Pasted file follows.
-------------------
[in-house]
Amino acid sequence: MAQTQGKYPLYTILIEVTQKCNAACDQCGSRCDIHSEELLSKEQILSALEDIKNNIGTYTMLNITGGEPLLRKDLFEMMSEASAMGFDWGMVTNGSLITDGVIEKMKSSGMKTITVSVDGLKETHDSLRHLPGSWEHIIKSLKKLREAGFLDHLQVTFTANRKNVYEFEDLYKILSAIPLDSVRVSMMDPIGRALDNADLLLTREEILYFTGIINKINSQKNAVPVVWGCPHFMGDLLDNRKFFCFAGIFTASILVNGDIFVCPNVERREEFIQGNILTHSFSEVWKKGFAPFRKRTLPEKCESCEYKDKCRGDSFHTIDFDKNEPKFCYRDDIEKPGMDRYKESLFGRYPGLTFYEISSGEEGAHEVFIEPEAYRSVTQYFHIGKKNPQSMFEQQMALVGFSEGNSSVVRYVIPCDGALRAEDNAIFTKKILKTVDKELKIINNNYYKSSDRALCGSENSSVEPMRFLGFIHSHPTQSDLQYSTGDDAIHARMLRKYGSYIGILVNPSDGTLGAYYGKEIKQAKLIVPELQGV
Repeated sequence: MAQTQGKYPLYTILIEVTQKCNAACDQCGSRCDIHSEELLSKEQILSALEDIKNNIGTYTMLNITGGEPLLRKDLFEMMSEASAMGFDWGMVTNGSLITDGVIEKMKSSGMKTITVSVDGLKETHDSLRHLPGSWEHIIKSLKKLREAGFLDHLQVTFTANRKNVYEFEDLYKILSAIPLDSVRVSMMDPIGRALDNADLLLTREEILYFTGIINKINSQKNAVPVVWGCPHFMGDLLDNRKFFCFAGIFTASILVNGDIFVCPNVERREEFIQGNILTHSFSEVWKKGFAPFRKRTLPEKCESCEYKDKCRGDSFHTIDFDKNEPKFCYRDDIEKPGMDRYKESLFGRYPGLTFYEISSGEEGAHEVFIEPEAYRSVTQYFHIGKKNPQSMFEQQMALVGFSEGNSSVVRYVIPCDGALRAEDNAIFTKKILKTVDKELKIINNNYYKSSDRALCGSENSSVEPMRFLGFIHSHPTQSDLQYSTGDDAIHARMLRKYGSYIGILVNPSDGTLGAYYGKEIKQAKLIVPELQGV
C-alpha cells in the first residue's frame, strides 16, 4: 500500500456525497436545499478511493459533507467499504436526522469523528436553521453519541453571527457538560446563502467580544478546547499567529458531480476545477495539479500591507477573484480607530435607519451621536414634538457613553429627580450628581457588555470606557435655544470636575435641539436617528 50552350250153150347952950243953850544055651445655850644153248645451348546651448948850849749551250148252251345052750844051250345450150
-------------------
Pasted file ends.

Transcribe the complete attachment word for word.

[in-house]
Amino acid sequence: MAQTQGKYPLYTILIEVTQKCNAACDQCGSRCDIHSEELLSKEQILSALEDIKNNIGTYTMLNITGGEPLLRKDLFEMMSEASAMGFDWGMVTNGSLITDGVIEKMKSSGMKTITVSVDGLKETHDSLRHLPGSWEHIIKSLKKLREAGFLDHLQVTFTANRKNVYEFEDLYKILSAIPLDSVRVSMMDPIGRALDNADLLLTREEILYFTGIINKINSQKNAVPVVWGCPHFMGDLLDNRKFFCFAGIFTASILVNGDIFVCPNVERREEFIQGNILTHSFSEVWKKGFAPFRKRTLPEKCESCEYKDKCRGDSFHTIDFDKNEPKFCYRDDIEKPGMDRYKESLFGRYPGLTFYEISSGEEGAHEVFIEPEAYRSVTQYFHIGKKNPQSMFEQQMALVGFSEGNSSVVRYVIPCDGALRAEDNAIFTKKILKTVDKELKIINNNYYKSSDRALCGSENSSVEPMRFLGFIHSHPTQSDLQYSTGDDAIHARMLRKYGSYIGILVNPSDGTLGAYYGKEIKQAKLIVPELQGV
Repeated sequence: MAQTQGKYPLYTILIEVTQKCNAACDQCGSRCDIHSEELLSKEQILSALEDIKNNIGTYTMLNITGGEPLLRKDLFEMMSEASAMGFDWGMVTNGSLITDGVIEKMKSSGMKTITVSVDGLKETHDSLRHLPGSWEHIIKSLKKLREAGFLDHLQVTFTANRKNVYEFEDLYKILSAIPLDSVRVSMMDPIGRALDNADLLLTREEILYFTGIINKINSQKNAVPVVWGCPHFMGDLLDNRKFFCFAGIFTASILVNGDIFVCPNVERREEFIQGNILTHSFSEVWKKGFAPFRKRTLPEKCESCEYKDKCRGDSFHTIDFDKNEPKFCYRDDIEKPGMDRYKESLFGRYPGLTFYEISSGEEGAHEVFIEPEAYRSVTQYFHIGKKNPQSMFEQQMALVGFSEGNSSVVRYVIPCDGALRAEDNAIFTKKILKTVDKELKIINNNYYKSSDRALCGSENSSVEPMRFLGFIHSHPTQSDLQYSTGDDAIHARMLRKYGSYIGILVNPSDGTLGAYYGKEIKQAKLIVPELQGV
C-alpha cells in the first residue's frame, strides 16, 4: 500500500456525497436545499478511493459533507467499504436526522469523528436553521453519541453571527457538560446563502467580544478546547499567529458531480476545477495539479500591507477573484480607530435607519451621536414634538457613553429627580450628581457588555470606557435655544470636575435641539436617528 50552350250153150347952950243953850544055651445655850644153248645451348546651448948850849749551250148252251345052750844051250345450150